Harry Kroto tells us how analytical chemistry shaped the discovery of fullerenes


Can you give us a sneak preview of your Pittcon plenary lecture ‘Exameter objects to nanometer ones and back again’?

What I want to emphasise in this lecture is that the discovery of C60 started off from an interest in massive clouds of gas in interstellar space – some of them are 100 light years across. The chemistry in those clouds is quite fascinating and, in some parts of them, you find carbon is rather abundant. I thought that this carbon was coming out of stars and my interest led to the experiments that uncovered C60. That prompted conjectures about whether C60 was actually in space, and then in about 2010 the Spitzer infrared telescope discovered it in those clouds in space. And that’s the idea behind that curious title: that you go from these huge objects, an interest in radio astronomy, into the nanoscale world and back again out into space. 

But I also want to emphasise that there are now 15,000–20,000 papers on C60, probably two or three times that on nanotubes, and graphene is sky-rocketing as well, and C60 discovery was really the seed or catalyst for things of this nature. But it was not strategic research; it was me being puzzled about things in a totally different area. I want to emphasise that from a research funding point of view, because it’s very important to recognise that that sort of research has historically been very important. 

How did you use analytical chemistry to discover C60

We used mass spectrometry to detect it, and then Wolfgang Kratschmer and Donald Huffman – who extracted it – used IR fingerprinting and X-ray crystallography to identify it. We then used NMR, which was rather nice because with a single NMR line you can prove that it must be the structure we now know. This is the only structure in which you can get 60 carbon atoms to be equivalent other than a monocyclic ring, and we knew it wasn’t that. 

In my life I’ve had five single-line detections: the detection of carbon chains in space was by single line, and the detection of C60 mass spectrometrically was a single line and the proof of its structure was a single-line NMR. There is a single strong NMR line if you’ve got pure C60, and that proves that all the carbon atoms are equivalent.

Tell us about the instruments that you’ve used.

In my most recent work – which I’m also going to talk about – we’re now using Alan Marshall’s brilliant FT-ICR [Fourier transform ion cyclotron resonance] mass spectrometer at the National High Field Magnet Laboratory here at Florida State University. He invented this technique quite a while ago, but over several years has developed it into an incredibly powerful technique in which you can resolve almost anything – there’s no ambiguity between various signals. For example, CH2 is ostensibly m/z 14 but so is nitrogen – you can resolve those with his resolution and this is now the highest resolution mass spectrometry technique available.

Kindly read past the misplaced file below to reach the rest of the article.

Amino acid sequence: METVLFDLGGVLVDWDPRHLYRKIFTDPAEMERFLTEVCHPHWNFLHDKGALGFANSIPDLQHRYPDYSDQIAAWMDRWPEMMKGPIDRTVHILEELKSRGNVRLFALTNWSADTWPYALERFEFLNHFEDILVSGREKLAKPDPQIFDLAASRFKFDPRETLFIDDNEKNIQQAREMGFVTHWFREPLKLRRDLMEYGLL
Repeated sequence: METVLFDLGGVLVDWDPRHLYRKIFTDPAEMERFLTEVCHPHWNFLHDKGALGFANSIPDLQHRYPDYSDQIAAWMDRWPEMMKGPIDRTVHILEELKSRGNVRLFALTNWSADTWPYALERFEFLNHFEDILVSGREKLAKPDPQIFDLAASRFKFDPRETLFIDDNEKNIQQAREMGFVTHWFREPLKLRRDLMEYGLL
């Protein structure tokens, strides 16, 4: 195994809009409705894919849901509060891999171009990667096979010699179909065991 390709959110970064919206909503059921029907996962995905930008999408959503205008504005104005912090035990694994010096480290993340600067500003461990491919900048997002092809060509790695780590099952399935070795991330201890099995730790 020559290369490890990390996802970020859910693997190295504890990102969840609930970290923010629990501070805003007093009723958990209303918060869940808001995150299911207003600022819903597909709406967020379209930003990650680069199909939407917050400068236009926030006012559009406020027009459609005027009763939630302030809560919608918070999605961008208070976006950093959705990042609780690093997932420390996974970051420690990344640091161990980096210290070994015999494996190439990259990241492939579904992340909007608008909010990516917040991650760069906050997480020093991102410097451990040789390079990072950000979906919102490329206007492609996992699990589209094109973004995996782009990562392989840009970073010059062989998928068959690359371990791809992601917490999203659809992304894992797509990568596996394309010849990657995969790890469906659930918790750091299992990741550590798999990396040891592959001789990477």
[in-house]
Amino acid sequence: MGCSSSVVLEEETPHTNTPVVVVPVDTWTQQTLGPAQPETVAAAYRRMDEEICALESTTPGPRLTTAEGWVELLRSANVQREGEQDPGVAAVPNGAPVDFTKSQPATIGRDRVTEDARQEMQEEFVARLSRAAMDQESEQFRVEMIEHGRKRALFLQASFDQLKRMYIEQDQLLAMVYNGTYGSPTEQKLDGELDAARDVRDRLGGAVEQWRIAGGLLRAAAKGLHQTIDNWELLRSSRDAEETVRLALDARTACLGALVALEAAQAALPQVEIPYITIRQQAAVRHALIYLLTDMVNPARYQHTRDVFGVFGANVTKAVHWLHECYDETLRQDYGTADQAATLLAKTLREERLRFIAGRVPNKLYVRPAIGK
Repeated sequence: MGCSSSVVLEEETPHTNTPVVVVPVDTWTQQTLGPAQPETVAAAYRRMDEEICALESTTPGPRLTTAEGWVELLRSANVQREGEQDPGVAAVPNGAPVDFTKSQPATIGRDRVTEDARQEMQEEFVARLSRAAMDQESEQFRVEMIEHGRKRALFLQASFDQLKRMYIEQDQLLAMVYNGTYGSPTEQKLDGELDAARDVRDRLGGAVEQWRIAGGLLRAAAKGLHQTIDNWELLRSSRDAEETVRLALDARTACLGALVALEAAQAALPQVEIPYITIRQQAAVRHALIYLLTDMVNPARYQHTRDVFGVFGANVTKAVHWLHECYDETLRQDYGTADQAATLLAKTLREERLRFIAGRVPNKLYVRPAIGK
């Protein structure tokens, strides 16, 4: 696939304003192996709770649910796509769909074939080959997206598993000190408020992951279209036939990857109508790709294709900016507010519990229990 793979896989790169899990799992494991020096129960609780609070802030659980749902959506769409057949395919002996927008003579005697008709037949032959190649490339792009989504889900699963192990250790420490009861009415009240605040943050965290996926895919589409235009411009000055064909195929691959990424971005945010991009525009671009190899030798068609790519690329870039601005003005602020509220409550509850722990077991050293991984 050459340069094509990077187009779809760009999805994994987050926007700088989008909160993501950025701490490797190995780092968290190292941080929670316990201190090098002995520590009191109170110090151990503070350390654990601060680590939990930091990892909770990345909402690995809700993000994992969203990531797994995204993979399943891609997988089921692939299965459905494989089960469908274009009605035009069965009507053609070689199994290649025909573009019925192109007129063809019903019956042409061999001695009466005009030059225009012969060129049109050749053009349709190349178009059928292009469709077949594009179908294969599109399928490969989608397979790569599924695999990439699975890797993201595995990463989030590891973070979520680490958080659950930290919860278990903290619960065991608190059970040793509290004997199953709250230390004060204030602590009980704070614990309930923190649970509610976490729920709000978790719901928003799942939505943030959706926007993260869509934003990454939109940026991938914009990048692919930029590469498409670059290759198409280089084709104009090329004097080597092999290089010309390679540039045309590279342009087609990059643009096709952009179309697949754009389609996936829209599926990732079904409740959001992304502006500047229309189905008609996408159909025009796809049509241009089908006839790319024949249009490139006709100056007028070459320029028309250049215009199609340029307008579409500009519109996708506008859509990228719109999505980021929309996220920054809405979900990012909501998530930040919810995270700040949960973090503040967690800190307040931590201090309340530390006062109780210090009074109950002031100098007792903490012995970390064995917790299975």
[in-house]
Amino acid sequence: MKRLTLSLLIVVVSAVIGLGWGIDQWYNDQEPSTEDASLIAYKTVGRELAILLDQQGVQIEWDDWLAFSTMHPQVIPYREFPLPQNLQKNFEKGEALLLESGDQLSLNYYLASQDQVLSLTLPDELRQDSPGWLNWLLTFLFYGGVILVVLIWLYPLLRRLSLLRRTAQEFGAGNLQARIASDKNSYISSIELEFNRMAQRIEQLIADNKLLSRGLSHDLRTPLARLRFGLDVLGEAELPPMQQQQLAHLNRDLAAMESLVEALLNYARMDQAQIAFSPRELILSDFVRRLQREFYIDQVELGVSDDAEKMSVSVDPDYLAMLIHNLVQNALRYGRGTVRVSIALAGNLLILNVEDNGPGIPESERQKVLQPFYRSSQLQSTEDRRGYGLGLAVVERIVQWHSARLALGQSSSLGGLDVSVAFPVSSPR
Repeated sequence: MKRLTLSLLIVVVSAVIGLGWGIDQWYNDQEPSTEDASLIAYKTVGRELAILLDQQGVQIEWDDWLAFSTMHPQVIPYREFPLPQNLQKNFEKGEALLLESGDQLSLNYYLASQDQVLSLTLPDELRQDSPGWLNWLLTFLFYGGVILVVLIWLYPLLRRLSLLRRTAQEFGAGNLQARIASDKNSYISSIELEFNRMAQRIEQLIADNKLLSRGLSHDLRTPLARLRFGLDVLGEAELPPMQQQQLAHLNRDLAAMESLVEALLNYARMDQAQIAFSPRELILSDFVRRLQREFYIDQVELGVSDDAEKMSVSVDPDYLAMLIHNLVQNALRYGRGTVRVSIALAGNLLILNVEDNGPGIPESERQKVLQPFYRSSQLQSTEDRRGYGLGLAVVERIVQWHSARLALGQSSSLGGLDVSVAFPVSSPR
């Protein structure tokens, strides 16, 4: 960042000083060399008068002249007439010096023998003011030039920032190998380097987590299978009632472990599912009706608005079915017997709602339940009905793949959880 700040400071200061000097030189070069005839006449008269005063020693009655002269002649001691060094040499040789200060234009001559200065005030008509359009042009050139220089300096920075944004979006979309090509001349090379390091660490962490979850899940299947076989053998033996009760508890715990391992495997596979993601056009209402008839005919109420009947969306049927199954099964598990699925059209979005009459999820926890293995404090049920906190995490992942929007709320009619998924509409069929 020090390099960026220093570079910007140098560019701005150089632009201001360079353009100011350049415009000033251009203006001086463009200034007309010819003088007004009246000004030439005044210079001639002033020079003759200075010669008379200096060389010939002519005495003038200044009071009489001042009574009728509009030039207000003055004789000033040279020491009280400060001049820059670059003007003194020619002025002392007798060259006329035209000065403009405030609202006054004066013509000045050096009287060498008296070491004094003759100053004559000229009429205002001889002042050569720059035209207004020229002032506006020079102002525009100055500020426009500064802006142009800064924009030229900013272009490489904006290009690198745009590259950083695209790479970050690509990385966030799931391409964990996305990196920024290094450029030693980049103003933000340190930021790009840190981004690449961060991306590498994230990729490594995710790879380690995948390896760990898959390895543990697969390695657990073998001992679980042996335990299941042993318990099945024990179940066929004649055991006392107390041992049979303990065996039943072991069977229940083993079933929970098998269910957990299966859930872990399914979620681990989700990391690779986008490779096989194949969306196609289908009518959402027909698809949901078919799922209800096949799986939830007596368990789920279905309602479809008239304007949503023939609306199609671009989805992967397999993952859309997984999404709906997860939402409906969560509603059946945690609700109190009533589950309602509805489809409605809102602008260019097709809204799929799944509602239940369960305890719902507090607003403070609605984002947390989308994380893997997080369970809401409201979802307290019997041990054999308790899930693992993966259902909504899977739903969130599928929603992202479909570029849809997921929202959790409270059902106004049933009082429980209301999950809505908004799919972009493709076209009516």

It’s probably a billion-dollar industry, being used by oil companies to analyse their oil phenomenologically. I think in the future it will be used for things like personal medical diagnosis.

We’ve used it to fit another very important piece of information into the jigsaw puzzle of how C60 is formed. It’s a really nice result, it now shows that, at least in the techniques we use, fullerenes grow by inflation: small fullerenes accrete carbon from carbon atoms and diatomic molecules from a hot vapour and ‘inflate’ into C60 and other larger species.

Will you be around for all of the meeting?

No, I won’t be able to be in much of the meeting, only a very short period. But I’ll visit one or two of the talks – I like to go to a conference and be surprised. I like to look through the list and say ‘Hmm, that looks interesting,’ and use it to find something out about an area I don’t know much about, or something that perhaps I hadn’t thought of. But the FT-ICR spectrometry stuff is really quite something – it has spectacular resolution.

If you’d had today’s instruments and computing power, how do you think it would have affected your early work?

The microwave spectroscopy that I did earlier was with a Hewlett-Packard spectrometer which was an outstanding machine, but I think the discovery of C60 at Rice with Rick Smalley and Bob Curl would have been a little easier. The main thing is that, instead of building the technology oneself, one could have just bought it. On the other hand, sometimes adversity makes it more exciting – it would have taken a little bit of the excitement out of the exercise but it certainly would have made life easier. 

To think of a very exciting day of my life, if we’d used modern technology and computing power, we wouldn’t have had the build-up and the sudden achievement. In about 1976, we were running a radio telescope for several hours, only able to guess that we had signal – we only had the computing power to run the telescope, not enough to analyse the data at the same time. It was only after we’d stopped the instrument that we could analyse the signal, and it suddenly appeared – so it would have made it a lot less exciting with modern computers.

What advice do you have for young scientists?

One thing is that science can make a humanitarian contribution to society and it’s important to feel that you can do that. Personally, I didn’t set out to win any prizes – my research has always been what interests me, and not what interests other people. I’ve been fortunate to be able to just study the areas that interested me personally; sometimes you get a big surprise rather than the goal you’re seeking. Do it because you’re fascinated by a problem and follow it through. At the end of the day, one quality that I think I have which not everybody else has is not that I’m smart – I don’t feel I’m smarter than anyone else – but I do have determination to see things through to the end. And I never put in a second-rate effort.